Date of Award
Master of Fine Arts (MFA) in Visual Art
I work in painting, installation, sculpture and photography. Inspired by personal events, my work transcends my individual experiences through the visual form. I create works that provide space for contemplation of the abstract visual qualities, while at the same time alluding to the actual events and cultural contexts that influenced my life. Since 2015, my work has revolved around militainment and military aesthetic. While my work doesn’t always appear to be in direct conversation with the military or the entertainment industry, their hidden agenda and symbolisms continue to influence my work.
I am drawn to both formal and conceptual aspects of art making. Often the work is developed as a combination of painted and sculptural form. Each piece is treated as a singular object that carries its own symbolism. Once a composition has been created, I try to think of multiple ways I can attack the same idea using the same composition but through altering parts slightly. These series aim for familiarity, as the viewer understands the repetitive compositions or formal choices as recurring symbols.
By referencing military aesthetic such as WWI era razzle-dazzle camouflage, as well as current military decorations and weaponry in combination with bright colors and simplistic geometric shapes I hope to evoke a conversation regarding the contemporary cultural construction of heroism. My work’s intention is not meant to criticize our service men and women but to question the way in which such definitions of glory are reflected in children’s war games and movies, and thus perpetuating current cultural conditioning.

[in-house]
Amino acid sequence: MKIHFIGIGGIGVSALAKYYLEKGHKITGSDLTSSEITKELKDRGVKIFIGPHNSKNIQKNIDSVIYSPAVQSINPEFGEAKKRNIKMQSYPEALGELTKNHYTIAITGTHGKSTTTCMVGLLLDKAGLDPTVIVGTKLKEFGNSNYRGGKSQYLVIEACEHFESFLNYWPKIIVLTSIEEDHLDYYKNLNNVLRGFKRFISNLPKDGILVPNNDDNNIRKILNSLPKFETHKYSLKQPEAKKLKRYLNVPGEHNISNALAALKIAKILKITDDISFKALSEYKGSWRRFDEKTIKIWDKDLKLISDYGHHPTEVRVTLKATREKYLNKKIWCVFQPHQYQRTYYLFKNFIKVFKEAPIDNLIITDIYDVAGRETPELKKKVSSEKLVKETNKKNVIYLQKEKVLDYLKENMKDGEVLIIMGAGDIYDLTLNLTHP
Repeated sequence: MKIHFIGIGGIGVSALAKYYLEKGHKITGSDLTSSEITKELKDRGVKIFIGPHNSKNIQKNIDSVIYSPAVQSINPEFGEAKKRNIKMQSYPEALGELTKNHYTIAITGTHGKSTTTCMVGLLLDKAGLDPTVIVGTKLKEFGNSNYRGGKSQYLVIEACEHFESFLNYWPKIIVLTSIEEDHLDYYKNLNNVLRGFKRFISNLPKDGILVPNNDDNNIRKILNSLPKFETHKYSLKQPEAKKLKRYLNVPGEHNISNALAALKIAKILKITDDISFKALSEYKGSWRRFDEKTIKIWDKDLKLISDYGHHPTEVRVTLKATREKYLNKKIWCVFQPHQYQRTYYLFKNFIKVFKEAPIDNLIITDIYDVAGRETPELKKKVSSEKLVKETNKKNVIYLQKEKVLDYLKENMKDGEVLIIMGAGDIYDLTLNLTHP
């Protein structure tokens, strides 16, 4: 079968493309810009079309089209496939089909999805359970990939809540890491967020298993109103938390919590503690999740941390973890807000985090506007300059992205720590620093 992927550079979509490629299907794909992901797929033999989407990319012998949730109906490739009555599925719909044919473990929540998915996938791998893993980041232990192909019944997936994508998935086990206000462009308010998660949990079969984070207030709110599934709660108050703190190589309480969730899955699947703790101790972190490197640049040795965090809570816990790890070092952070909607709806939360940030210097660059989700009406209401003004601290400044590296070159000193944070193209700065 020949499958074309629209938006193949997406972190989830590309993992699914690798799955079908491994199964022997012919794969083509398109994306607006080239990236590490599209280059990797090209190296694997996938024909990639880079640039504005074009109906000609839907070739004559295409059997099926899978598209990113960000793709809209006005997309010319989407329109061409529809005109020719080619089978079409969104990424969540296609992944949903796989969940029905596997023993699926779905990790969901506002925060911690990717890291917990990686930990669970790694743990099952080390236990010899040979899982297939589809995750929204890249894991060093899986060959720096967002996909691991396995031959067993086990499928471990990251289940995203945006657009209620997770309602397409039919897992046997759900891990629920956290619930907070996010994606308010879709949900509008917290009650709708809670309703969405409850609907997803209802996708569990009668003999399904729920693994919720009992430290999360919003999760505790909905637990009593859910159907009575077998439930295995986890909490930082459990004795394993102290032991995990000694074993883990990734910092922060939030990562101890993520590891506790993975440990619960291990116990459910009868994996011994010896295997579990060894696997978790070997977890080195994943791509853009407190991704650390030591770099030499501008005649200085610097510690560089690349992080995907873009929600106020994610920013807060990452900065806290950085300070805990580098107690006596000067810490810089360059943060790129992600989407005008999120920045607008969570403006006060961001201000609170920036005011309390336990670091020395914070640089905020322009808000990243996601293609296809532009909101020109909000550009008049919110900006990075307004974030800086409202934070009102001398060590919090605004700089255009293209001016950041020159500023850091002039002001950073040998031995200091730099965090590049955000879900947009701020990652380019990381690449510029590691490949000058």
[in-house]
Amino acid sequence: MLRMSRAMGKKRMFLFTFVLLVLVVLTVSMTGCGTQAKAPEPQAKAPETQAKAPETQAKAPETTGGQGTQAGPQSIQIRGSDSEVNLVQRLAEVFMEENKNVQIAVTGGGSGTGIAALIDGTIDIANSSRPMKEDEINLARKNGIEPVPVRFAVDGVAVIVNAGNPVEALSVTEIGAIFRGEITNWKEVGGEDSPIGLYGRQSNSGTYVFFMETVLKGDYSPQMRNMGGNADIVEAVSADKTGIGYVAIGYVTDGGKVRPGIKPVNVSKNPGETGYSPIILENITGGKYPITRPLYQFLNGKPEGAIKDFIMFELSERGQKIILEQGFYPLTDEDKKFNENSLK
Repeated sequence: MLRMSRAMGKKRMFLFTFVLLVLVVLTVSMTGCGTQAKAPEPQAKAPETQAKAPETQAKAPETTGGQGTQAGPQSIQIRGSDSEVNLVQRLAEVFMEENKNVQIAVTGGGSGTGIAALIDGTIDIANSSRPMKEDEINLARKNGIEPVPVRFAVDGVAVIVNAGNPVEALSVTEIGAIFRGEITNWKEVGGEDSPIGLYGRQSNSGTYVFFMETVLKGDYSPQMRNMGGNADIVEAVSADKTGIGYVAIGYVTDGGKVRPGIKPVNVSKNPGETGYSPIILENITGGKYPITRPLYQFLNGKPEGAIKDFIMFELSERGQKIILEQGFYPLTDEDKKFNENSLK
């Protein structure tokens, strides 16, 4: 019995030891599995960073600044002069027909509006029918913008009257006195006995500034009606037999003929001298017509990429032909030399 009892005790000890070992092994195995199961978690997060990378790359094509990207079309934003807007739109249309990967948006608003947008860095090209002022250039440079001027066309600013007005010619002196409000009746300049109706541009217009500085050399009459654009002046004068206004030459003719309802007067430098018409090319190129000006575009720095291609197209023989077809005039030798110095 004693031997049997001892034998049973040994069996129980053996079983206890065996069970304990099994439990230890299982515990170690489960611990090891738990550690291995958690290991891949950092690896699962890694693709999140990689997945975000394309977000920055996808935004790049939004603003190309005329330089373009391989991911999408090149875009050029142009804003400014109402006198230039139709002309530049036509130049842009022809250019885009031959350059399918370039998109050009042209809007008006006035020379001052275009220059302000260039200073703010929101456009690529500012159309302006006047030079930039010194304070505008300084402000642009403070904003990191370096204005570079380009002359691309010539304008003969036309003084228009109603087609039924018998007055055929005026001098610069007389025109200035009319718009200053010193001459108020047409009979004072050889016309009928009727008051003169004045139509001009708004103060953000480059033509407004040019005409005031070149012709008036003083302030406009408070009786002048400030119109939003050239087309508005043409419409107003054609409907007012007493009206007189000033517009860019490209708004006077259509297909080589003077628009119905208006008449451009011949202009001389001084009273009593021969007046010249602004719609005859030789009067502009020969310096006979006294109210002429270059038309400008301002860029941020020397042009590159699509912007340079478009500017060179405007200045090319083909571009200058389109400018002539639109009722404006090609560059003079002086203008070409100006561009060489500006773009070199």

Program Director's Department
Graduate School of Art
Williams, Riley, "Militainment" (2018). Graduate School of Art Theses. ETD 105. https://doi.org/10.7936/K7FX78XN.
Available for download on Sunday, September 24, 2045
The process of painting allows me to grapple with past traumatic experiences and transform them. I see my failure to adapt to civilian life as a tormenting struggle that makes even the simplest of life’s tasks a chaotic challenge.
In my search for something that could bring me few moments of peace, I have found creating to be cathartic; more specifically painting has become an emotive outlet that empowers me. This empowerment allows me to expel both the emotional and physical weight that my inability to adapt has placed on my shoulders.
It is through this journey I have come to see that our society not only embraces our military but also glorifies its actions. My intention is not one to deter from the much-needed embrace but to questions the way in which such definitions of glory are reflected in children’s war games. By referencing WWI era razzle-dazzle camouflage, as well as current military decorations and weaponry in combination with bright colors and simplistic geometric shapes I hope to evoke a conversation regarding the contemporary cultural construction of heroism.Permanent URL: https://doi.org/10.7936/K7FX78XN